Perhaps his favorite was the eccentric nature and emotional and highly unconventional work of Brother Sloan. “He was a volatile character,” Mr. DeBerry says. “He was renowned for his literal interpretations of English literature. “He’d act out Shakespeare and always did something that resulted in breaking a window or tripping and we’d all laugh. The football and basketball coach Jim Arneberg impressed Ben open, plain, straightforward style that was refreshingly direct. “He was receptive, principled and a picture of competitive fire who had great aspirations to help Leo men become better than he was.”

At Leo, Ben harnessed a talent and skill for working. It gave him an outlet for his energies and provided a foundation that would shape the rest of his professional life. The school was very helpful him land his first job selling records at a store on Halsted. That served a prelude to an even better position at the gilded Frank’s Department Store. He worked as a suit salesman at the store. The job provided an invaluable service in direct contact with clientele. “I don’t think that would have happened had I gone to another school,” he says.

The jobs were crucial in helping him defray the costs of transportation and tuition at the school. The economic stimulus played a crucial role in his independence, a quality that proved necessary very early in his life. “Leo helped precipitate that and get me to understand about customer service and client satisfaction,” he says. The school also helped set up his first significant paying job, a salesman job at Lampkin Leather Goods. “Bob Lampkin had been the basketball coach at the school at one point. They used to make the leather grips. The camaraderie that you develop at a school like Leo, the rich tradition that you begin to inherit, were all very important in shaping any success that I’ve had in life,” Mr. DeBerry says.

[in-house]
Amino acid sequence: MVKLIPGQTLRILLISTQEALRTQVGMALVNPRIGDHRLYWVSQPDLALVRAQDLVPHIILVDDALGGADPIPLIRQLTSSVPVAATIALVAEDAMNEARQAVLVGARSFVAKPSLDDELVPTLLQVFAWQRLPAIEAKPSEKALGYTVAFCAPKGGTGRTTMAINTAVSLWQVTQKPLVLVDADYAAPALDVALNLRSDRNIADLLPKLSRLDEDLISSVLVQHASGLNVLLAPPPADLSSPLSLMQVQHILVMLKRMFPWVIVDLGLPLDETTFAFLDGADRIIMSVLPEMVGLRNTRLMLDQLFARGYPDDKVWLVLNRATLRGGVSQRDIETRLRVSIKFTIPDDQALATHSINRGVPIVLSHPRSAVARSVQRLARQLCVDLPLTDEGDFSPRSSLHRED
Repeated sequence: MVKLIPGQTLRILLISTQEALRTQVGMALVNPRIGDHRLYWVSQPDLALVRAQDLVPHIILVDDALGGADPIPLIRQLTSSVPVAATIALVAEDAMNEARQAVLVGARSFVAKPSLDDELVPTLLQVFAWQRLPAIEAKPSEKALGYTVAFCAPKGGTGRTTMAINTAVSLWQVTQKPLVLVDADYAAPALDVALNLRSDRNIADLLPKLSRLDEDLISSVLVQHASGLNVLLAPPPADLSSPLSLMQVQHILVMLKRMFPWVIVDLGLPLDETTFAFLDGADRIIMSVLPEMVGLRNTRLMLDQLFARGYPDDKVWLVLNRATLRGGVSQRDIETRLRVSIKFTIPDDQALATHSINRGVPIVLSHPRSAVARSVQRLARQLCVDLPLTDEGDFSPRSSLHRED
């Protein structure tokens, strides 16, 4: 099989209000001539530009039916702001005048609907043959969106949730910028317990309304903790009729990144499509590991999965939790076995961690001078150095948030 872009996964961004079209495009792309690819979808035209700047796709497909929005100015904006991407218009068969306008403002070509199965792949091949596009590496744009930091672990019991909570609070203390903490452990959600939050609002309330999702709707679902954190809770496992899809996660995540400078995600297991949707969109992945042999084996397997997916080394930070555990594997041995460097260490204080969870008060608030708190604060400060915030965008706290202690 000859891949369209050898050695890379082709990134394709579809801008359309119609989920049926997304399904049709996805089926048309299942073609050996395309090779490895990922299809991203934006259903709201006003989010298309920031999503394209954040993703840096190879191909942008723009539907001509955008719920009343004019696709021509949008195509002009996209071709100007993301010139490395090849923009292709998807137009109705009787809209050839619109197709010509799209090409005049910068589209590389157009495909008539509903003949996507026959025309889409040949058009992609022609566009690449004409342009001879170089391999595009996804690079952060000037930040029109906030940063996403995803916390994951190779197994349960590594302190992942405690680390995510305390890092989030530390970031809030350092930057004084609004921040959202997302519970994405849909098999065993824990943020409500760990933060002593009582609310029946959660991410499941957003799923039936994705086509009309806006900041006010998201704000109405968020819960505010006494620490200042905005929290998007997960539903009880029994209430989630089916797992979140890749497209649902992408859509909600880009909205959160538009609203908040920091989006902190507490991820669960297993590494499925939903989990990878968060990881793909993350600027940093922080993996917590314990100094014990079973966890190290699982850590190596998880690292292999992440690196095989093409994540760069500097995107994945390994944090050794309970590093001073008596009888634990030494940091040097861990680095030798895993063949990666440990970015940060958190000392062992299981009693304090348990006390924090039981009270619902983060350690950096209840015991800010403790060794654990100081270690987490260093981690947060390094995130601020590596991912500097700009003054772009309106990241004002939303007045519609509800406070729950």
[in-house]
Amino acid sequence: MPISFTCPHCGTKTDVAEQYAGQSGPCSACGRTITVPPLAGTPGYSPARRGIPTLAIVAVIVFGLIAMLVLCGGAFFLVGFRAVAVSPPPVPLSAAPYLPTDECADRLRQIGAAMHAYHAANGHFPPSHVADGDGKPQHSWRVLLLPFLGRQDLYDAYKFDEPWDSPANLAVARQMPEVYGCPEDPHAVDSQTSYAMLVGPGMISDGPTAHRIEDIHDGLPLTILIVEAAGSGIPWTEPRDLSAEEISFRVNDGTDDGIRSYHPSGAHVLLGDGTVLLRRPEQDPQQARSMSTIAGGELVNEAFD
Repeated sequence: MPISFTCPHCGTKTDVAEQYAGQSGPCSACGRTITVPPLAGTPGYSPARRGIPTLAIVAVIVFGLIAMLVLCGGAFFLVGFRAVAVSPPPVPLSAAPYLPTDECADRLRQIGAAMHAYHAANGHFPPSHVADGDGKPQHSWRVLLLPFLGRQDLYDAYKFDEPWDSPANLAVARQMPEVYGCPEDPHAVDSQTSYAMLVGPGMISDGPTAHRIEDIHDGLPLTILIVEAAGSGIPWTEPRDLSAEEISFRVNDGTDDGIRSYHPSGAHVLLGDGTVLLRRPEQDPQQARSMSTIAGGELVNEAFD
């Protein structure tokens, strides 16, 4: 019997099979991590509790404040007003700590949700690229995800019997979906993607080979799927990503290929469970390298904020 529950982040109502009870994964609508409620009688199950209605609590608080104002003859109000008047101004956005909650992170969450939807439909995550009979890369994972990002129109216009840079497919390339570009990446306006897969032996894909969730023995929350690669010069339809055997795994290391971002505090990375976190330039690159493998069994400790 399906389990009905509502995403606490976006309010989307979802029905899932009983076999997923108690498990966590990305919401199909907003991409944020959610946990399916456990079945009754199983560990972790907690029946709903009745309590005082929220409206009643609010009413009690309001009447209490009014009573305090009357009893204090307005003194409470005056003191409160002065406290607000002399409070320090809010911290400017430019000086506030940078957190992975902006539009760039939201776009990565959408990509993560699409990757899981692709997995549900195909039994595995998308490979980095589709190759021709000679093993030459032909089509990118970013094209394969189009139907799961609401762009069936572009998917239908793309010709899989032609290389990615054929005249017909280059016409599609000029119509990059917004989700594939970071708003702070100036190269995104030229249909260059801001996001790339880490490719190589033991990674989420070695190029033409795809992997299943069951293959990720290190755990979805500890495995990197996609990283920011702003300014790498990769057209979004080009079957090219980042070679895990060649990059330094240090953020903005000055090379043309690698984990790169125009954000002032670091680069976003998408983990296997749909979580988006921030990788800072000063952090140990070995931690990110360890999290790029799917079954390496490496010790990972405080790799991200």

The expert combination of school, education, work and athletics helped transform his life. He received a track scholarship to attend DePaul University. “I grew to have a high regard for Leo by the time I was a sophomore or junior,” he says. He developed an affinity for Irish-Americans. He recognized a shared or dual sense of historical destiny and cultural similarities and elective affinities between the plight of the Irish and their large-scale arrival in America and that of African-Americans. “If you could transcend for the moment that you were African-American, the only memories I have [for Leo] are positive.”